Saturday, July 03, 2004 > News > Nation -- Migration to fuel census growth > News > Nation -- Migration to fuel census growth
By Leonel Sanchez

March 18, 2004

Census projections released today show the nation's Hispanic and Asian populations will triple to more than 100 million and 33 million, respectively, in less than 50 years, a trend that will be fueled by high immigration and fertility rates.

"The main thing is migration. We have over a million additions to our population through migration," said Gregory Spencer, chief of the population projections branch of U.S. Census Bureau.

"When you think that many are young and of child-bearing age you can expect what's going to happen. They're going to have children and that keeps multiplying the effect."

Non-Hispanic whites will continue to be the majority of the population in 2050, but just barely, according to the census. That group, which now makes up nearly 70 percent of the population, will account for 50.1 percent.

"After 2030 all the surviving baby boomers are going to be over 65," Spencer said. "That group is disproportionately non-Hispanic white."

The number of non-Hispanic whites will increase during that period, from 195.7 million to 210.3 million, but their share of the overall population will shrink in the face of population increases among Hispanics, Asians and African-Americans.

The Latino share of the general population will nearly double, from 12.6 percent to 24.4 percent. The Asian share will rise from 3.8 percent to 8 percent and the African-American population will grow from 12.7 percent to 14.6 percent.

The overall population will increase from 282.1 million to 419.9 million, a 49 percent increase, largely because of those three groups.

The Census Bureau did not break down its population projections by states. But the San Diego Association of Governments projects that by 2030 Latinos will make up 37 percent of the county's population and non-Hispanic whites will account for 40 percent.

Immigration will continue to play a key role, said Edward Schafer, senior planner at SANDAG. "We forecast 17,000 people per year coming from outside the United States. The biggest share is from Mexico."

The nationwide census projections are being released as the debate over immigration is heating up because of an article written by a prominent Harvard professor. Samuel Huntington argues that massive emigration from Mexico, in particular, threatens to divide the United States into two cultures.

"Unlike past immigrant groups, Mexicans and other Latinos have not assimilated into mainstream U.S. culture, forming instead their own political and linguistic enclaves from Los Angeles to Miami and rejecting the Anglo-Protestant values that built the American dream," Huntington says in his soon to be released book, an excerpt of which appeared in Foreign Policy magazine this month. "The United States ignores this challenge at its own peril."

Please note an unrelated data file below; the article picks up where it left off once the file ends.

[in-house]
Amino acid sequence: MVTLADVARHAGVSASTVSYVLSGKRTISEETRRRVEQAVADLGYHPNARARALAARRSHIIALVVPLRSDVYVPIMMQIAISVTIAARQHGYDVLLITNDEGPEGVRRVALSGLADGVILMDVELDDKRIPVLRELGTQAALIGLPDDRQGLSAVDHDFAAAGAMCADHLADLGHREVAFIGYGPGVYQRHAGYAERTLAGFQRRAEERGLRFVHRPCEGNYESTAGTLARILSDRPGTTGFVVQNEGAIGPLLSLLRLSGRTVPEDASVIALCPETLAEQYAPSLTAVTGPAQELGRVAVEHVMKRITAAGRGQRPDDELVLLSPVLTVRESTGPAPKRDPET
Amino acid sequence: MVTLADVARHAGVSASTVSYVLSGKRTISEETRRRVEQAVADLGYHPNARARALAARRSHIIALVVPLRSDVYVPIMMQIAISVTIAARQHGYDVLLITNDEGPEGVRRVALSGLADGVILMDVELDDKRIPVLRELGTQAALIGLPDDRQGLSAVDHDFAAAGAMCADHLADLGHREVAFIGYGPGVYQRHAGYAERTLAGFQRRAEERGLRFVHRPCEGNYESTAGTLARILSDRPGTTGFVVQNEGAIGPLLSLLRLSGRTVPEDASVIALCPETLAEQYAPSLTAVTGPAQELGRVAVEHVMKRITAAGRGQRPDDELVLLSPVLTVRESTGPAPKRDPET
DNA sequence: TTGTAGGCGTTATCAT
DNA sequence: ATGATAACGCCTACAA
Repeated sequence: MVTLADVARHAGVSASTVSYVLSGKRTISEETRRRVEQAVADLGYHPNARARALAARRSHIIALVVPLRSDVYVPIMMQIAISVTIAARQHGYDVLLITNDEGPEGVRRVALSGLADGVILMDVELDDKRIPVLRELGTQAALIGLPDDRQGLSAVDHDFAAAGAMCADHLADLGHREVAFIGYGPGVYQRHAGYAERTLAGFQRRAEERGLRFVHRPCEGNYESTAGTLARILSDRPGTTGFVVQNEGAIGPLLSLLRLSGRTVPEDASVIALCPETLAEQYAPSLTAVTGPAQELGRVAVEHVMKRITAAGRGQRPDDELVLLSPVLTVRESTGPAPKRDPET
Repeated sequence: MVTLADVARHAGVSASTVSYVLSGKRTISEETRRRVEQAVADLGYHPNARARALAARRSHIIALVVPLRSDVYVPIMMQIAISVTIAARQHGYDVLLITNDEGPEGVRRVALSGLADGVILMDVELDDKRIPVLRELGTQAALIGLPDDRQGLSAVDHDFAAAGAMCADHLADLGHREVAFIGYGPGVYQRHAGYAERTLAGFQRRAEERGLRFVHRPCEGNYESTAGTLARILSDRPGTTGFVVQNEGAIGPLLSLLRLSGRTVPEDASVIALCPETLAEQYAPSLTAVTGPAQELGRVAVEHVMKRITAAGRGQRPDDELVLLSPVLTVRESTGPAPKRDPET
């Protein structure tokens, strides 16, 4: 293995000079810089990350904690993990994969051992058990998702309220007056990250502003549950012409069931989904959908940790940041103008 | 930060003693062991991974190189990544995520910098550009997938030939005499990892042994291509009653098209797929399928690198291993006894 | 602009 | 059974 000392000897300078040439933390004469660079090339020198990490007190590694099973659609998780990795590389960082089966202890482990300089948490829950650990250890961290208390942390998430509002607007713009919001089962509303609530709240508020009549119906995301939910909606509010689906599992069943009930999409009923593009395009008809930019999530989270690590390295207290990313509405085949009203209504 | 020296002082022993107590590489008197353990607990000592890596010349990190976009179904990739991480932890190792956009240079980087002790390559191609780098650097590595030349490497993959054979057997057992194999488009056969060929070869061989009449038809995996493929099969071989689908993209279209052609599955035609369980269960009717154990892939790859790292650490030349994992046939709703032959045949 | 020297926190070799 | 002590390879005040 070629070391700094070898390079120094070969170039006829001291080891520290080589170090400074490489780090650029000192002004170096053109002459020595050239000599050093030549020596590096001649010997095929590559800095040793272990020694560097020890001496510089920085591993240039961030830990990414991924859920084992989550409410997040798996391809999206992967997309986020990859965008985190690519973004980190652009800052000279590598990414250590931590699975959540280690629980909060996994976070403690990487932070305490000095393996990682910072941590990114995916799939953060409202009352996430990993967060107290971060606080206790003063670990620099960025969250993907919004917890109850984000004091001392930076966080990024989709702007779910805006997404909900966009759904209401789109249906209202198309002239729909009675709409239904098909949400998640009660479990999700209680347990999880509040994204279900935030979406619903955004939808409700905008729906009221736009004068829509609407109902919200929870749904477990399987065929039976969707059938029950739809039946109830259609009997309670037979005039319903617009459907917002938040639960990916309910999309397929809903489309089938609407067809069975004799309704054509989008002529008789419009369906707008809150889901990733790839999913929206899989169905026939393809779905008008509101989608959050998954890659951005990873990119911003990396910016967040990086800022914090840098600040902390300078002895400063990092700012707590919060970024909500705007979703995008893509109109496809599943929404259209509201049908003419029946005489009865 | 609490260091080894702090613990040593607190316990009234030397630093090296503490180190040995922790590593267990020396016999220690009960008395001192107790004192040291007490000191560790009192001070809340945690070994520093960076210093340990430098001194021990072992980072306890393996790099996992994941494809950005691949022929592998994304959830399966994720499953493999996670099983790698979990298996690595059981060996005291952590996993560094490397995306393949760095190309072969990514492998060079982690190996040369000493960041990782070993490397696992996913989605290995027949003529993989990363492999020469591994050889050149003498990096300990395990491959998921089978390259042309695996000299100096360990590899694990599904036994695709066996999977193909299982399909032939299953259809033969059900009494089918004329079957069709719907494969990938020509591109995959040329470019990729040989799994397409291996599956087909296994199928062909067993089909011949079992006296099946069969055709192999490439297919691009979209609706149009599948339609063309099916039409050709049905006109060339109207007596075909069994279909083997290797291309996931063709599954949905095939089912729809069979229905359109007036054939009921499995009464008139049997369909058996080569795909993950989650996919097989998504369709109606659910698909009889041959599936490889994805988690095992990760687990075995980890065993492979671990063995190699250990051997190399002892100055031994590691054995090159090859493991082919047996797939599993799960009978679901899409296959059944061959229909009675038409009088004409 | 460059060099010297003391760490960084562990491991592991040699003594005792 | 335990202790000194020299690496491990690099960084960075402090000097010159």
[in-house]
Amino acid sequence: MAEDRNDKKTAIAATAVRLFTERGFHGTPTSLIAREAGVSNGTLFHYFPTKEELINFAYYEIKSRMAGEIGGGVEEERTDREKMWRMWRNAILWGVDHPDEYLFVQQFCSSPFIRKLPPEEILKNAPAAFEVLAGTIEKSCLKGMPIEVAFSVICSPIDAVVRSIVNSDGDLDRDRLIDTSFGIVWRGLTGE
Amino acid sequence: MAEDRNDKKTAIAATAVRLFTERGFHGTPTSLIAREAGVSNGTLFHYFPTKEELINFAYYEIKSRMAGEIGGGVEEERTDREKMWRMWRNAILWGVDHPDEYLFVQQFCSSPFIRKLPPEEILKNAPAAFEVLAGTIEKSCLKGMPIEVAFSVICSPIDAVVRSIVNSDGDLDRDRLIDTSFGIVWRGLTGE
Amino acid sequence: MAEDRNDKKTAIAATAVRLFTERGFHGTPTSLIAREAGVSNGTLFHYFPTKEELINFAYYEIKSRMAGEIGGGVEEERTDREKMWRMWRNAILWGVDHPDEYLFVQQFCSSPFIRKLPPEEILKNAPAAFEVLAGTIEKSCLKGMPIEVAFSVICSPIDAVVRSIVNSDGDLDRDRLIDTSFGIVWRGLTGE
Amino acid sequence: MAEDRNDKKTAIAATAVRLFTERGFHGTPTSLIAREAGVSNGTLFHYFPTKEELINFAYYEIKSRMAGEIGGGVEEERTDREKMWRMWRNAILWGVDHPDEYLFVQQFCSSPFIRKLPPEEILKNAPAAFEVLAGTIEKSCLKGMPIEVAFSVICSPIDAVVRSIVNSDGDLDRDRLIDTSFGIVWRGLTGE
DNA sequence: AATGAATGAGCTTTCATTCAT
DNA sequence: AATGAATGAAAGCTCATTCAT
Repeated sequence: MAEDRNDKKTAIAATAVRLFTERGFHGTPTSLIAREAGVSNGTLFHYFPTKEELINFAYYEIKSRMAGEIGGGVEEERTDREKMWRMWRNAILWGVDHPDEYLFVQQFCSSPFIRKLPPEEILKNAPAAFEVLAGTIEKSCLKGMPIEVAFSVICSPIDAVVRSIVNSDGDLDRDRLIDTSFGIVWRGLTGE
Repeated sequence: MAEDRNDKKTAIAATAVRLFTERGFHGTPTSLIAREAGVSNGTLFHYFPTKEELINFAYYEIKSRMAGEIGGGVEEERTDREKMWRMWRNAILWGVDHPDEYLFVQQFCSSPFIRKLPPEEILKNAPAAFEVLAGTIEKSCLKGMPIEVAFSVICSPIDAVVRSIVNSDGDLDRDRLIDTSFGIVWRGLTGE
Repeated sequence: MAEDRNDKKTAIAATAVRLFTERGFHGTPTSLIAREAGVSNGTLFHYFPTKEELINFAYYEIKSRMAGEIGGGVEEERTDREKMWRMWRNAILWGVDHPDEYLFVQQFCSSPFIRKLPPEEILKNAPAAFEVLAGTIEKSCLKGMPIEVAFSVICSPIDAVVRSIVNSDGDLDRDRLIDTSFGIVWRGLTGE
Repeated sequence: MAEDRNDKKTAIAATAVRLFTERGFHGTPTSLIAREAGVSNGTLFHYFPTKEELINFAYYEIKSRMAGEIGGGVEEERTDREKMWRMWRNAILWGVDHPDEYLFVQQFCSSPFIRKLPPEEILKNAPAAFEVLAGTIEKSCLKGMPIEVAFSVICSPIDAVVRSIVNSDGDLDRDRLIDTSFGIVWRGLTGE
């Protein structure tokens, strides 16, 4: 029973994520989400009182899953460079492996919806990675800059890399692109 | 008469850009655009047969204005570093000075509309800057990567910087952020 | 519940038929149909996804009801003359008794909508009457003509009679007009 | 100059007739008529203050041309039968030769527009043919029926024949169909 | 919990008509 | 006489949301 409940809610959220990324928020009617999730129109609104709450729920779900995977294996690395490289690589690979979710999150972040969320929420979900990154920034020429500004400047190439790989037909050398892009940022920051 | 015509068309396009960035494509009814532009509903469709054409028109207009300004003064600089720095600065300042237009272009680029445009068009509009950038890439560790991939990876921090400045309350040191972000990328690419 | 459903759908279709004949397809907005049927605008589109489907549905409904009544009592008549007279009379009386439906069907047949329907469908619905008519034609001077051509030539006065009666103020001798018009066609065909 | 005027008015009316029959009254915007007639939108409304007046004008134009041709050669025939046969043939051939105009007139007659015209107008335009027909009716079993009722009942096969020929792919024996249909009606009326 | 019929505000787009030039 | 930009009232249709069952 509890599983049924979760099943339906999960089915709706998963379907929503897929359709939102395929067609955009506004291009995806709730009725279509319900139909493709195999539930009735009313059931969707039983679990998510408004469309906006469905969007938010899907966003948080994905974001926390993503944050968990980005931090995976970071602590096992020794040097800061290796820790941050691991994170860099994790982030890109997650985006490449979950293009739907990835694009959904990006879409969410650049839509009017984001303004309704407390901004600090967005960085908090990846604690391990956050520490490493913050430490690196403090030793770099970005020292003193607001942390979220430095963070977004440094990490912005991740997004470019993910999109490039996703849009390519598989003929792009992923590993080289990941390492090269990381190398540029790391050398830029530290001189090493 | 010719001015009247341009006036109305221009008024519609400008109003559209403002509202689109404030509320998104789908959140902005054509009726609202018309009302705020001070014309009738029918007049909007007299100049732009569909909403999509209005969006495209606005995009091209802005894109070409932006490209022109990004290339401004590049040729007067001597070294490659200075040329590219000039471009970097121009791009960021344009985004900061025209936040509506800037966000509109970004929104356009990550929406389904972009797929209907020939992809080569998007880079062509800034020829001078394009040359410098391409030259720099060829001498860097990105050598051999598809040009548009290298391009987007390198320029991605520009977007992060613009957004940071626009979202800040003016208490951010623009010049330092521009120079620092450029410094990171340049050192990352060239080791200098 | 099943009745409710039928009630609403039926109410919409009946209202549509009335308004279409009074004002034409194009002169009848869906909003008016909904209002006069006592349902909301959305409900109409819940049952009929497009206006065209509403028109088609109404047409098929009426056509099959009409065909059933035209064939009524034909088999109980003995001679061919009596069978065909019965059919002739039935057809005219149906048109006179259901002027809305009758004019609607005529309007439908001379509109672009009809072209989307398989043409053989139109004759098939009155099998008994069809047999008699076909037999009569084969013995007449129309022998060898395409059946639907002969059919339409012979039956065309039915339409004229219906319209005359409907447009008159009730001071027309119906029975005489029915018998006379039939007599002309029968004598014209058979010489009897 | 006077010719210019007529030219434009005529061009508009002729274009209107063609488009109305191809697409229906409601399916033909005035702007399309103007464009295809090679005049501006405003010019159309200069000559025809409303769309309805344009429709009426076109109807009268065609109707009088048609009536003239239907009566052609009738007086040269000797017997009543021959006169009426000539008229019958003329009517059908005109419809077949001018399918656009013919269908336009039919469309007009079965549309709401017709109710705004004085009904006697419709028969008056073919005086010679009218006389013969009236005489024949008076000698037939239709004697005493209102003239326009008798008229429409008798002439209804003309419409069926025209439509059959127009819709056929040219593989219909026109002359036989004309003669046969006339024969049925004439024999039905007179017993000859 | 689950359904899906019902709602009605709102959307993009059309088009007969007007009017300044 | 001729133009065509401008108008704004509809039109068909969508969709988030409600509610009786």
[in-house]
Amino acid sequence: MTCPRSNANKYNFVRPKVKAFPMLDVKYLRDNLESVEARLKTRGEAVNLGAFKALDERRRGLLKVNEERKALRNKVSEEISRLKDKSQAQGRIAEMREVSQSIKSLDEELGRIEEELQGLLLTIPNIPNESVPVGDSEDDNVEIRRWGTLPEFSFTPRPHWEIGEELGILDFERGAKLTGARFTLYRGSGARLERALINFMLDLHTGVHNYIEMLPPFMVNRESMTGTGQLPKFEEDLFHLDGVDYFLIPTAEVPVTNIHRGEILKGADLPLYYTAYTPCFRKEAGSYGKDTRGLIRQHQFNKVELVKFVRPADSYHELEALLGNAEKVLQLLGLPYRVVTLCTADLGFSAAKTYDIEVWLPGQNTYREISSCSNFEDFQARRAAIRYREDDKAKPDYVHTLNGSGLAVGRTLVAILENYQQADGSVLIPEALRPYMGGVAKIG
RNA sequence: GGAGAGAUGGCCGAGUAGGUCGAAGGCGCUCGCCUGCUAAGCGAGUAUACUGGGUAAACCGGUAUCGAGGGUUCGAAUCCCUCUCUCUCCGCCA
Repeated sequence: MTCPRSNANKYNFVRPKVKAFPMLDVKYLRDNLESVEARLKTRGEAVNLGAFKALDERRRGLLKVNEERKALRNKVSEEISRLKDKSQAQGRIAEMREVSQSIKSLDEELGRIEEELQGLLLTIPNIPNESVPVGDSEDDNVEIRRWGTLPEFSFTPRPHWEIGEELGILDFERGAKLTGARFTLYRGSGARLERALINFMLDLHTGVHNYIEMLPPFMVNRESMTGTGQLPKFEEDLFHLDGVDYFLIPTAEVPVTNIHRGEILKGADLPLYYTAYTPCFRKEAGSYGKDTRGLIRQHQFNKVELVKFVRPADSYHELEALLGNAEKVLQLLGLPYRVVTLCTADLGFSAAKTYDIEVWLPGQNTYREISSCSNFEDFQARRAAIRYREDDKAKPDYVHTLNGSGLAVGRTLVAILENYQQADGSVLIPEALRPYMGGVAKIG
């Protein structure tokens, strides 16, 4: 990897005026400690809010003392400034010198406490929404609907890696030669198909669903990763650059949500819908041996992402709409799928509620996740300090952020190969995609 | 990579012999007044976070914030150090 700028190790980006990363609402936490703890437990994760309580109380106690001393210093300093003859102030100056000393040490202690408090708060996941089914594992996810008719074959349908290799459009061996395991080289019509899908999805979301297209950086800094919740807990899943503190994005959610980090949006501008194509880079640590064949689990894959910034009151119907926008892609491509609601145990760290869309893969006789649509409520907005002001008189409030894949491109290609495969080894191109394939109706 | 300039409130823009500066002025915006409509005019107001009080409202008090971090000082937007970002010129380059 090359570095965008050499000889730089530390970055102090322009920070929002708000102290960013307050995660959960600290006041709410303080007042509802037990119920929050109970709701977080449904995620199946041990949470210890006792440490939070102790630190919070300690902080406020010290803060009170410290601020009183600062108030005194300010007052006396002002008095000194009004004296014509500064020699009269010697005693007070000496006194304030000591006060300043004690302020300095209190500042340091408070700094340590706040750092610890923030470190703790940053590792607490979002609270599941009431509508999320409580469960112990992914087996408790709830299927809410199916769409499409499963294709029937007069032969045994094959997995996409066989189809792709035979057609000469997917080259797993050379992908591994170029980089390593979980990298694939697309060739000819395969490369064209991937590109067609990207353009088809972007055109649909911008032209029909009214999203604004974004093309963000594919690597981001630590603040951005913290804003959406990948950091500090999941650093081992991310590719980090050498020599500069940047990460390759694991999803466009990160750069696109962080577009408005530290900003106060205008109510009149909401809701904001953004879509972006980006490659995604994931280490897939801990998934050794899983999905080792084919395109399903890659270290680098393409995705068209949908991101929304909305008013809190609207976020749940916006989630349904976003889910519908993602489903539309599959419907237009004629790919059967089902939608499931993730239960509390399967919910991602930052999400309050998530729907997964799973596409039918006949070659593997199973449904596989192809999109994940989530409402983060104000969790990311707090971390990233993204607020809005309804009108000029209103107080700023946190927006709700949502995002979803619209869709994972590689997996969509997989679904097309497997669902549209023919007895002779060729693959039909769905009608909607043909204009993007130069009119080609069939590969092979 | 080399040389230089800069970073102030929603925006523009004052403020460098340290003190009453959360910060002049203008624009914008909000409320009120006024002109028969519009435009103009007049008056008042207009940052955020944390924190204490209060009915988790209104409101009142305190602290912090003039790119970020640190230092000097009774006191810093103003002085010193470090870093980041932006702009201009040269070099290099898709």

Demographers said the new census projections give some weight to Huntington's argument.

"He's right on with Mexican immigration being without any precedent in U.S. history," said Steven Camarota, an immigration researcher at the Center for Immigration Studies in Washington, D.C.

"Whether it's a real threat to national cohesion that's an open question in my mind. It still might work out. One of the things that happened before is that we cut off immigration in (the early 1920s) and it remained low for five decades. That played a role in integrating and assimilating immigrants and their descendants into society."

Harry Pachon, president of the Tomas Rivera Policy Institute in Los Angeles called Huntington's thesis flawed and his research questionable because studies show that Latinos, like past immigrant groups, eventually assimilate into mainstream society.

"By the third generation, Latinos are marrying somebody who is not a Latino," Pachon said. "By the third generation, many Latinos have lost their Spanish language and are speaking mainly in English.

"They're following the same trajectory as past groups like the Italians and the Germans."

They are also meeting with the same suspicions, he added.

"There's always a reaction when one group gets large. People will always have questions: Are they really American? Are they really going to blend in? Those questions are as American as apple pie."


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